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Director Sébastien Pilote’s ongoing study of Quebec lives running out of options continues apace with The Fireflies Are Gone (2018).

Courtesy of TIFF

  • The Fireflies Are Gone
  • Written and directed by Sébastien Pilote
  • Starring Karelle Tremblay and Pierre-Luc Brillant
  • Classification PG; 96 minutes

rating

3 out of 4 stars

The word “meh” comes up more than a few times in La disparition des lucioles (The Fireflies Are Gone), the first film from Quebec’s Sébastien Pilote in five years. Mostly, “meh” – well, “bof,” en français – escapes from the lips of Steven (Pierre-Luc Brillant), a fortysomething guitar teacher who lives in his mother’s Chicoutimi, Que., basement. His exasperated despair is understandable, as is that of his decades younger student/love interest Leo (Karelle Tremblay). Both characters are stuck in their industrial town with few paths of escape and both seem to revel in their mutual despair. But while “meh” might accurately describe Steven and Leo’s plight, there is anything but “bof” about Pilote’s work.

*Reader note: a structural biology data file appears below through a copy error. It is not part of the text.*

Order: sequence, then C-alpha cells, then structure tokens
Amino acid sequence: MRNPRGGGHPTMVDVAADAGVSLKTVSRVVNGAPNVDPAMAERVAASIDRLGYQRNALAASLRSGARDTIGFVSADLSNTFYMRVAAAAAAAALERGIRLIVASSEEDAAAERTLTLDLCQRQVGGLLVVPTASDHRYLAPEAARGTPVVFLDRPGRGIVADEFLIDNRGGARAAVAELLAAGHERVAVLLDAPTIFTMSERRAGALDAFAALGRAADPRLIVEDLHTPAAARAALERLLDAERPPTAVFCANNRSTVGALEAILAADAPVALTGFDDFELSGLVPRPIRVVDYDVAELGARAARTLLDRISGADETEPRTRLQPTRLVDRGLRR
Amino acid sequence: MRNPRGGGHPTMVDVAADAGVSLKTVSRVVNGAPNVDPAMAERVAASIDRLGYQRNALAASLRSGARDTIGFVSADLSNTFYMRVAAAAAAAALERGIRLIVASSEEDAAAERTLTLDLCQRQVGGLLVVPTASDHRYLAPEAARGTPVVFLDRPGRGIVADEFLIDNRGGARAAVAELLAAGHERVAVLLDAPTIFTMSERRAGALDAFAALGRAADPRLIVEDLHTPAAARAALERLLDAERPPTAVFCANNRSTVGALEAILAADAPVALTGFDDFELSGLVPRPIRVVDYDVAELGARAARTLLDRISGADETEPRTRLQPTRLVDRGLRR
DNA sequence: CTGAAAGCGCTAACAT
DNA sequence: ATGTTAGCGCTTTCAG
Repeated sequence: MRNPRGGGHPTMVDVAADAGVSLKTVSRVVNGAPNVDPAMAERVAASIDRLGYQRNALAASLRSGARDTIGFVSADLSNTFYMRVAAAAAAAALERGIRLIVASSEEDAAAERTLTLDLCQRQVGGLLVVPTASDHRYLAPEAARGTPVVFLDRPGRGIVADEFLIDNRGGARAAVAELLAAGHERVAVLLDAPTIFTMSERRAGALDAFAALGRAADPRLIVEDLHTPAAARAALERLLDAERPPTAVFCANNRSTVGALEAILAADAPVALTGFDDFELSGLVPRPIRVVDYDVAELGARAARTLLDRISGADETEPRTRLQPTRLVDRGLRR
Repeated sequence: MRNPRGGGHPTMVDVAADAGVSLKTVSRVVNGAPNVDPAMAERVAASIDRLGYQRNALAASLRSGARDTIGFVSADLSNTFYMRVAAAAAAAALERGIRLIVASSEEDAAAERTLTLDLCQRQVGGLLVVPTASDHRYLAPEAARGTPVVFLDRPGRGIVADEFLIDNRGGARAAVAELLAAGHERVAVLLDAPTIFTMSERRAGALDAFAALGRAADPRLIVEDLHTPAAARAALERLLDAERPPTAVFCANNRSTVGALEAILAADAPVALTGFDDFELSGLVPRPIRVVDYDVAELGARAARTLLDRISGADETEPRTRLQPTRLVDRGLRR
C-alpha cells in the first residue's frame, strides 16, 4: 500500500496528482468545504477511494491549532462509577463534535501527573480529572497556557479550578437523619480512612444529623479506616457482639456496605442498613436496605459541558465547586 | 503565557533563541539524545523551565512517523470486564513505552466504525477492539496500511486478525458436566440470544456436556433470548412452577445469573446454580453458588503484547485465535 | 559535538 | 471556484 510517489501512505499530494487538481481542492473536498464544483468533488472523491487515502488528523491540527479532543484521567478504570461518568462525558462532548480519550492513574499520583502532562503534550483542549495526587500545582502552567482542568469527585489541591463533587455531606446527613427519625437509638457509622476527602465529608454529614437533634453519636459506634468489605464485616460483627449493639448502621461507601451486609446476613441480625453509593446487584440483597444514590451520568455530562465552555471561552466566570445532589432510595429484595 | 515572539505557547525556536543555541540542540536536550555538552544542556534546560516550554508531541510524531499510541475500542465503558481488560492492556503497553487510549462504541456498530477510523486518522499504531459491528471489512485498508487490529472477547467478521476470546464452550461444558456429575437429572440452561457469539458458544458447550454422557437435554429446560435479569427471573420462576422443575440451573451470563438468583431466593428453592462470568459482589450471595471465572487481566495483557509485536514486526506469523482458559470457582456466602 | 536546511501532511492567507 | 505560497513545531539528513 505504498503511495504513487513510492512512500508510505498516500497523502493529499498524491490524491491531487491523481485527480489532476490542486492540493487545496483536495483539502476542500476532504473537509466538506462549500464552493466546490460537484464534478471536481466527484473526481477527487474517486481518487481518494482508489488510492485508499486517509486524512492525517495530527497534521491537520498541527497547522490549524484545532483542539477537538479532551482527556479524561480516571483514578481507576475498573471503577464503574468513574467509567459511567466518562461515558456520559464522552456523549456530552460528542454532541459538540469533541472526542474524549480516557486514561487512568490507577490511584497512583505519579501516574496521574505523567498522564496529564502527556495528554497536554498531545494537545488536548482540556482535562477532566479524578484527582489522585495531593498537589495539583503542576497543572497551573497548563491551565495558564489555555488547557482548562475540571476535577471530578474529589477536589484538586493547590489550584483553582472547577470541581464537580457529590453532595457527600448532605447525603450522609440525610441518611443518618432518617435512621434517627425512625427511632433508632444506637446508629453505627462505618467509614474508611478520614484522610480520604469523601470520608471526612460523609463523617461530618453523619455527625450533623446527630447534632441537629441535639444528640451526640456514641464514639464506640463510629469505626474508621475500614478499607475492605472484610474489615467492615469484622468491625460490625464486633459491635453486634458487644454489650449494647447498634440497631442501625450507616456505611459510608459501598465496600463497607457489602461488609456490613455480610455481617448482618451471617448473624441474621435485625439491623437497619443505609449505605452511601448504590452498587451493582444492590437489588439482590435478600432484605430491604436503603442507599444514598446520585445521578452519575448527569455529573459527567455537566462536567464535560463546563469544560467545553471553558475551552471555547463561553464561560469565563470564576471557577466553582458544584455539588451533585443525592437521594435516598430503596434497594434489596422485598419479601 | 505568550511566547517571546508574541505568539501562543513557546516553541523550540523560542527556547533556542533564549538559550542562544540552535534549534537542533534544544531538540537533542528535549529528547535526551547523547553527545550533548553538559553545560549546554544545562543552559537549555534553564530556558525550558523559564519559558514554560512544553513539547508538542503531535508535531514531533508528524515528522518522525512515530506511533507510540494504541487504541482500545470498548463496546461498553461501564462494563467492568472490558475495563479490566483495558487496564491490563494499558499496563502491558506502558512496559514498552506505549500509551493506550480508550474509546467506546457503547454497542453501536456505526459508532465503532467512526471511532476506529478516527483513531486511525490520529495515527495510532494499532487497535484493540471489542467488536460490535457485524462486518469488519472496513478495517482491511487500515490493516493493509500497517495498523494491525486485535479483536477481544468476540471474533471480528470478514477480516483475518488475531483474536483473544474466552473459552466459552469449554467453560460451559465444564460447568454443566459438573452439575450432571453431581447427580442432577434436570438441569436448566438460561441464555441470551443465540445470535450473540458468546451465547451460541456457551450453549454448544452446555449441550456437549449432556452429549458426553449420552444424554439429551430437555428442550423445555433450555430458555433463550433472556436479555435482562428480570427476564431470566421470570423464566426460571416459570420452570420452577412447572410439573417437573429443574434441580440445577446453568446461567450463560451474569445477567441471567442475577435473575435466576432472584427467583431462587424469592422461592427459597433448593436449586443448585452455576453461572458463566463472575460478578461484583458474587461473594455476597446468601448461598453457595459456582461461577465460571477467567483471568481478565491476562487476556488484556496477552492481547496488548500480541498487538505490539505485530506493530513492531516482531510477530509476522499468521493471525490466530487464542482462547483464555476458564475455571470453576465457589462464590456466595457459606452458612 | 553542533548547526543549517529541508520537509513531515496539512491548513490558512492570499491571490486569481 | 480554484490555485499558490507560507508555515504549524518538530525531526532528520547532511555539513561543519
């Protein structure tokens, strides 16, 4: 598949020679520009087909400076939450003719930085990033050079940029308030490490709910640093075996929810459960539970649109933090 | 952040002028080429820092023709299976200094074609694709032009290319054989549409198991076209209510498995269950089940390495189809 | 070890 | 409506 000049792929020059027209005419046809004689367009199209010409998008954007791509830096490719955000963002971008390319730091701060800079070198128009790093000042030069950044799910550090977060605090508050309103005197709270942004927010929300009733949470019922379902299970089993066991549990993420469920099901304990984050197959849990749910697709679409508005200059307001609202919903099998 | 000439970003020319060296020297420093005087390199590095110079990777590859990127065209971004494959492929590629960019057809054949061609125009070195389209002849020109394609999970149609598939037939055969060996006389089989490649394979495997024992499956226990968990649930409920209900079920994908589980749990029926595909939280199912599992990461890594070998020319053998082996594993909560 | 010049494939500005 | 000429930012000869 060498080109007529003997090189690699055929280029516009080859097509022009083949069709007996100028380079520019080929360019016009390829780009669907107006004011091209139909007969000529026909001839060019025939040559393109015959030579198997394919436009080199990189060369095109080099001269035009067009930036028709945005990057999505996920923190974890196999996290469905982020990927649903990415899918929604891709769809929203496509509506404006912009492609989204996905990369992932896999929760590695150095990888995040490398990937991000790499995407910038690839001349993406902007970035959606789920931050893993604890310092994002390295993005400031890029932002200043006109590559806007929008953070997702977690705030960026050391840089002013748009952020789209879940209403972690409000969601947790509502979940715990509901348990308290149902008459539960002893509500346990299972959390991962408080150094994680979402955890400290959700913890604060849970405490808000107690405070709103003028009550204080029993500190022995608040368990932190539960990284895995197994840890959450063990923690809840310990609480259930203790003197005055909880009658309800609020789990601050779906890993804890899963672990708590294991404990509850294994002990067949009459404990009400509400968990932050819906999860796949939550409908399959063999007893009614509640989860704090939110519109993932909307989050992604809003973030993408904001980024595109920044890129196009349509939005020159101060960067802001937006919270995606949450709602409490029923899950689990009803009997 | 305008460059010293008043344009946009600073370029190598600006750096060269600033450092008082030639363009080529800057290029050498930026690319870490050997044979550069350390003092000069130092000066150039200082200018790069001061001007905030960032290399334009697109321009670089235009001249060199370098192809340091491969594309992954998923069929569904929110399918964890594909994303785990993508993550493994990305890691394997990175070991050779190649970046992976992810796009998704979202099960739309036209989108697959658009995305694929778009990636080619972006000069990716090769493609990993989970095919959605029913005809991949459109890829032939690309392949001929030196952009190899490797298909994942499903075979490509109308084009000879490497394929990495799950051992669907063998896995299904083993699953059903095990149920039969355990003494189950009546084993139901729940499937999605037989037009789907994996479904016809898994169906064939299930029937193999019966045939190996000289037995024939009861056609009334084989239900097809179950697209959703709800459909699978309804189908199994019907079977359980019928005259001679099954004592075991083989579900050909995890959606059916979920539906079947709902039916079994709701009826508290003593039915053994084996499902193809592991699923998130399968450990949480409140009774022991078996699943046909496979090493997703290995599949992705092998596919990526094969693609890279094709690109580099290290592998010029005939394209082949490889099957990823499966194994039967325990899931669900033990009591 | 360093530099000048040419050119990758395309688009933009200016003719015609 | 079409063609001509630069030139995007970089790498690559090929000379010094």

The director’s previous films, most notably 2011′s The Salesman, are fuelled by a sensitive curiosity for the lives of the unremarkable – those confined by circumstances both within and beyond their control. The Fireflies are Gone is no exception, possessing an enormous amount of empathy, but never so blind to ignore the fact that Leo and Steven can be their own worst enemies. Best of all, Pilote affords his actors the space and time to grow into their characters, culminating in a story so lived in and familiar (in a good way) that it approaches docudrama.

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The film, which is enjoying a rare release in Toronto after capturing the Best Canadian Film Award at TIFF this past fall, will not convince English Canada that Québécois cinema is some undiscovered Holy Grail. But Pilote’s work will strike a chord with anyone interested in the mechanics of the human condition.

The Fireflies Are Gone opens July 5 at the TIFF Lightbox in Toronto (tiff.net).

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